Alternative Energies To Meet Eleuthera Utilities Demand

Wednesday 18th, May 2011 / 17:52 Published by

The rising cost to transport fuel to The Bahamas is now embedded in the price of fuel which is now above $5 per gallon, and over $6 a gallon in the Family Islands. (BIS Photo / Gena Gibbs).

Eleuthera, The Bahamas – Expanding utilities infrastructure in Eleuthera has challenged Government to use alternative energies to meet the demand in a timely manner.  On May 5, Rock Sound residents got an explanation about why utilities construction takes so long to complete, after a contract has been signed.

“We are looking at further expanding the RO Plant there to address Northern Eleuthera in the future and so we’re looking at improving the entire island in regards to the supply of water,” said Phenton Neymour, Minister of State for the Environment.

Mr. Neymour told residents that in critical planning for the future, the supply of electricity is always a challenge. He noted that even though some planned developments are taking place in Eleuthera, there were no plans for utilities.

“I’m of the view that if you’re going to plan a new development, have a new hotel, or have a new resort, the first thing one should consider is the supply of electricity and water and ensure it is adequate.”

He said Eleuthera’s challenges occurred because the utilities were not put in first.  The two major islands that had experienced utilities expansion problems were Abaco and Eleuthera.  BEC was losing $7 million a year in Abaco as well as an additional $7 million a year in Eleuthera, irrespective of the light bill.

“We had to expand the facilities here.  It required money.  It required some $30 million to put together the power plant in Hatchet Bay to add to the supply you currently were having,” said Mr. Neymour.

“The problem is this.  We had to first of all find the $30 million for BEC, who was broke.  And the second problem was when you order these generators, the waiting time for these generators is up to one year.  Once you place your order today, you got to wait a year.  Then, you have to deal with the construction of the facility, which also takes time.  And so, if you sign a contract today, it could take you two and a half years before you begin to generate electricity and that’s the challenge we have with Eleuthera.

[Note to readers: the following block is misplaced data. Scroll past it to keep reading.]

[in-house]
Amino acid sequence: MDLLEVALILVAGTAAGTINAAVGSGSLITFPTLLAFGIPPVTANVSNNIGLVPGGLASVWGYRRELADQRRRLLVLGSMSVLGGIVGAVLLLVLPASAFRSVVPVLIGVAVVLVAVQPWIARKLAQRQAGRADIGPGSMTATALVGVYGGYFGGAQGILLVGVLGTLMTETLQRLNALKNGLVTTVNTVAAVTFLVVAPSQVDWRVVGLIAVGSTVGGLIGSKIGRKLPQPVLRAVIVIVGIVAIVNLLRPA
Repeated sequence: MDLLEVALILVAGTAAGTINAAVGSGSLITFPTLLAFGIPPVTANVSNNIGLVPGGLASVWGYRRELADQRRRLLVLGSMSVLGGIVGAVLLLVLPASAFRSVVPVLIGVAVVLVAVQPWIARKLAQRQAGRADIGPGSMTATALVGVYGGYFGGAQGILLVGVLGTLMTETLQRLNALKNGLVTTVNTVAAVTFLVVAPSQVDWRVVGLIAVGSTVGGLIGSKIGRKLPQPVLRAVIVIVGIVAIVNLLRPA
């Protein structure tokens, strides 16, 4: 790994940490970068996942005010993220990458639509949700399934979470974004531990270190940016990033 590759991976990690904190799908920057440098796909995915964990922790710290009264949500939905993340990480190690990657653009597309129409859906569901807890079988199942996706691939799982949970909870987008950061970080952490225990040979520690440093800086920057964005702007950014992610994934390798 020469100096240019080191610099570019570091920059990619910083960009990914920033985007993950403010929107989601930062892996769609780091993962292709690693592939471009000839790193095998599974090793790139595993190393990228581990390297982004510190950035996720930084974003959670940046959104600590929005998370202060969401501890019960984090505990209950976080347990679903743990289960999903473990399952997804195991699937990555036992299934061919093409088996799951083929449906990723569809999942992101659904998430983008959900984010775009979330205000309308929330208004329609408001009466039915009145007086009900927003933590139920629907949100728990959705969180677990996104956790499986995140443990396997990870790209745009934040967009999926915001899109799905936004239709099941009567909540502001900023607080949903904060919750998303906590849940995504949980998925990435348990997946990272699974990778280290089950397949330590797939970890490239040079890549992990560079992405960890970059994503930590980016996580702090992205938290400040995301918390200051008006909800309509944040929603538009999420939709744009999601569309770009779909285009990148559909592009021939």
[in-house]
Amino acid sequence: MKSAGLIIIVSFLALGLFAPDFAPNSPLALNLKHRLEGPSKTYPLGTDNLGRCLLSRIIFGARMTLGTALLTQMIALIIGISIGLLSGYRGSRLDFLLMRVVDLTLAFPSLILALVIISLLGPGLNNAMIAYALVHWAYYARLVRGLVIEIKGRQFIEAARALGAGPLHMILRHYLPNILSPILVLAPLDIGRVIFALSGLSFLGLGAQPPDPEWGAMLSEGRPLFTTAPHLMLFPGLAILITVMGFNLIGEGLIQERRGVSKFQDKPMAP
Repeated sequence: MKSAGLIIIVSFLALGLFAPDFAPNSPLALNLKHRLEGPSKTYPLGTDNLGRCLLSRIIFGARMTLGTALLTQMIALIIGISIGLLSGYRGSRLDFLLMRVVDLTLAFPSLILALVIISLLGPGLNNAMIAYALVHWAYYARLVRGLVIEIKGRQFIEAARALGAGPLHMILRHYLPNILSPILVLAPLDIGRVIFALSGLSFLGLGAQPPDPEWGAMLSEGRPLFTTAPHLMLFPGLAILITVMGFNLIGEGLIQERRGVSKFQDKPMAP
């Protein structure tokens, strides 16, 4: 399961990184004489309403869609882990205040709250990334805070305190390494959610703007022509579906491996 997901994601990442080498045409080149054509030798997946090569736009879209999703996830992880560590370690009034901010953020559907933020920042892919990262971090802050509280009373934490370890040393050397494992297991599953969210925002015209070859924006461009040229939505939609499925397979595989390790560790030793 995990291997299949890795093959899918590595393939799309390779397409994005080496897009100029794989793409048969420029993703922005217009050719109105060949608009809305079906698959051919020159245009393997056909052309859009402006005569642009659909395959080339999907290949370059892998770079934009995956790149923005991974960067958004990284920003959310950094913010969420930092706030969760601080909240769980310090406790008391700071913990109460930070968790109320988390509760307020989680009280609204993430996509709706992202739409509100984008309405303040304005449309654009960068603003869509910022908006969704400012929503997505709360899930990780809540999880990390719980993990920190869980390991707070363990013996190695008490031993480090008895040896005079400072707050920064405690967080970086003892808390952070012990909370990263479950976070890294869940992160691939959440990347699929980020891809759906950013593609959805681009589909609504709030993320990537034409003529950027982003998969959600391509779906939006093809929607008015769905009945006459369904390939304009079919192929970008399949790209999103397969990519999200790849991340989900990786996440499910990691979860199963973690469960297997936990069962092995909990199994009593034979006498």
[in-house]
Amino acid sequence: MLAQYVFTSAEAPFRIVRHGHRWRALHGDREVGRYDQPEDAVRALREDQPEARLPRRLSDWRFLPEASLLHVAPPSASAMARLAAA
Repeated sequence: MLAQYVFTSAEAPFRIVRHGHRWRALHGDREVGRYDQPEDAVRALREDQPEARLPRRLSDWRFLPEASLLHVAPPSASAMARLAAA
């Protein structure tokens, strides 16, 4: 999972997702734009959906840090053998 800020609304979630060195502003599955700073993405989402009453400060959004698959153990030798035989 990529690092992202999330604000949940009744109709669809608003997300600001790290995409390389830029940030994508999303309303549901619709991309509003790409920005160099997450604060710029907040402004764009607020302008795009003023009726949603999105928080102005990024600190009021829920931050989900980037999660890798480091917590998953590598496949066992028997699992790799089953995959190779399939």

BEC is now operating the plant.  The government is still challenged with supplying North Eleuthera and envisions that within a month to have conquered the major issues affecting the government in Northern Eleuthera.

“The government over the last three to four years has made a significant investments on the island of Eleuthera.  The $30 million for the BEC plant and the RO plant that you are now getting,” said Mr. Neymour.

“We had to put together a plan for the future of The Bahamas.  I’m an engineer and one of the first things we are taught to do is to plan, prepare, design and then construct. Then operate.”

Minister Neymour said the plan for a national energy policy is in preparation for the future and because the cost of gasoline and oil and diesel is rising.  In The Bahamas, 99 percent of the energy is by petroleum products. In 2008, oil went up to $147 a barrel and gasoline went up to almost $6 a gallon.

“We are headed there again,”  said the minister.

By Gena Gibbs
BAHAMAS INFORMATION SERVICES

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